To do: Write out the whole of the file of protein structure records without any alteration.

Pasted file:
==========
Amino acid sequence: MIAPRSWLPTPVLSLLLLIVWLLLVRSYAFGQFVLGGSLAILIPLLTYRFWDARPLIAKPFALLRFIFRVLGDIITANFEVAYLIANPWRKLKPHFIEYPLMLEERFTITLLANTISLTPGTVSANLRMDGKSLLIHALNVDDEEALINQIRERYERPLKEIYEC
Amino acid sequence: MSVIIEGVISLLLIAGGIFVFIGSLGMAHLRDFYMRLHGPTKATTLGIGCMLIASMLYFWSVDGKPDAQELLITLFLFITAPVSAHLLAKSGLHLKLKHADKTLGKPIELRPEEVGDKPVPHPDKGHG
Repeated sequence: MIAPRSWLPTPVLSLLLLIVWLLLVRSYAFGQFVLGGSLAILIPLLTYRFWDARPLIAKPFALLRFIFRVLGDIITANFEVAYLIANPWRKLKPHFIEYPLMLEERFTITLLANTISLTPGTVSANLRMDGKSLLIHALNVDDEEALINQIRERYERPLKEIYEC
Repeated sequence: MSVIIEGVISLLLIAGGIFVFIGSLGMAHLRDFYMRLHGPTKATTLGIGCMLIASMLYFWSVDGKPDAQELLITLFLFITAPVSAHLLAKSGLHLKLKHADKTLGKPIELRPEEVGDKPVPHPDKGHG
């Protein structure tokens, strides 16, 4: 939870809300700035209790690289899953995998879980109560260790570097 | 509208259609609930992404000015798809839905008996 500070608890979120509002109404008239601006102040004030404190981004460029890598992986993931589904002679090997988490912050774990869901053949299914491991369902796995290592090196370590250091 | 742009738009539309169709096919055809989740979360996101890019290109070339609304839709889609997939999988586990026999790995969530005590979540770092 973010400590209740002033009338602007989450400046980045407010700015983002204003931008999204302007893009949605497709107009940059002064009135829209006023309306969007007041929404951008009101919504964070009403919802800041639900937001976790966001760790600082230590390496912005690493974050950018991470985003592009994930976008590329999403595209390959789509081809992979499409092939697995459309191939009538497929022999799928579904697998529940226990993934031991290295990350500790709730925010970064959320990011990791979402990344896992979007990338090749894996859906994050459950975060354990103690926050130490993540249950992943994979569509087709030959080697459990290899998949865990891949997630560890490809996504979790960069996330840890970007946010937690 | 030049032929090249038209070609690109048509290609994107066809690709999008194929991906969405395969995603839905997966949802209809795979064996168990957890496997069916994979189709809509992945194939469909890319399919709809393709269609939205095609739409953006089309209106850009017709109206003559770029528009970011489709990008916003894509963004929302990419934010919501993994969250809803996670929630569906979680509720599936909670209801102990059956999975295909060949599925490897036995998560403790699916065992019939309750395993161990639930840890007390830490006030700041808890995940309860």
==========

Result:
Amino acid sequence: MIAPRSWLPTPVLSLLLLIVWLLLVRSYAFGQFVLGGSLAILIPLLTYRFWDARPLIAKPFALLRFIFRVLGDIITANFEVAYLIANPWRKLKPHFIEYPLMLEERFTITLLANTISLTPGTVSANLRMDGKSLLIHALNVDDEEALINQIRERYERPLKEIYEC
Amino acid sequence: MSVIIEGVISLLLIAGGIFVFIGSLGMAHLRDFYMRLHGPTKATTLGIGCMLIASMLYFWSVDGKPDAQELLITLFLFITAPVSAHLLAKSGLHLKLKHADKTLGKPIELRPEEVGDKPVPHPDKGHG
Repeated sequence: MIAPRSWLPTPVLSLLLLIVWLLLVRSYAFGQFVLGGSLAILIPLLTYRFWDARPLIAKPFALLRFIFRVLGDIITANFEVAYLIANPWRKLKPHFIEYPLMLEERFTITLLANTISLTPGTVSANLRMDGKSLLIHALNVDDEEALINQIRERYERPLKEIYEC
Repeated sequence: MSVIIEGVISLLLIAGGIFVFIGSLGMAHLRDFYMRLHGPTKATTLGIGCMLIASMLYFWSVDGKPDAQELLITLFLFITAPVSAHLLAKSGLHLKLKHADKTLGKPIELRPEEVGDKPVPHPDKGHG
């Protein structure tokens, strides 16, 4: 939870809300700035209790690289899953995998879980109560260790570097 | 509208259609609930992404000015798809839905008996 500070608890979120509002109404008239601006102040004030404190981004460029890598992986993931589904002679090997988490912050774990869901053949299914491991369902796995290592090196370590250091 | 742009738009539309169709096919055809989740979360996101890019290109070339609304839709889609997939999988586990026999790995969530005590979540770092 973010400590209740002033009338602007989450400046980045407010700015983002204003931008999204302007893009949605497709107009940059002064009135829209006023309306969007007041929404951008009101919504964070009403919802800041639900937001976790966001760790600082230590390496912005690493974050950018991470985003592009994930976008590329999403595209390959789509081809992979499409092939697995459309191939009538497929022999799928579904697998529940226990993934031991290295990350500790709730925010970064959320990011990791979402990344896992979007990338090749894996859906994050459950975060354990103690926050130490993540249950992943994979569509087709030959080697459990290899998949865990891949997630560890490809996504979790960069996330840890970007946010937690 | 030049032929090249038209070609690109048509290609994107066809690709999008194929991906969405395969995603839905997966949802209809795979064996168990957890496997069916994979189709809509992945194939469909890319399919709809393709269609939205095609739409953006089309209106850009017709109206003559770029528009970011489709990008916003894509963004929302990419934010919501993994969250809803996670929630569906979680509720599936909670209801102990059956999975295909060949599925490897036995998560403790699916065992019939309750395993161990639930840890007390830490006030700041808890995940309860």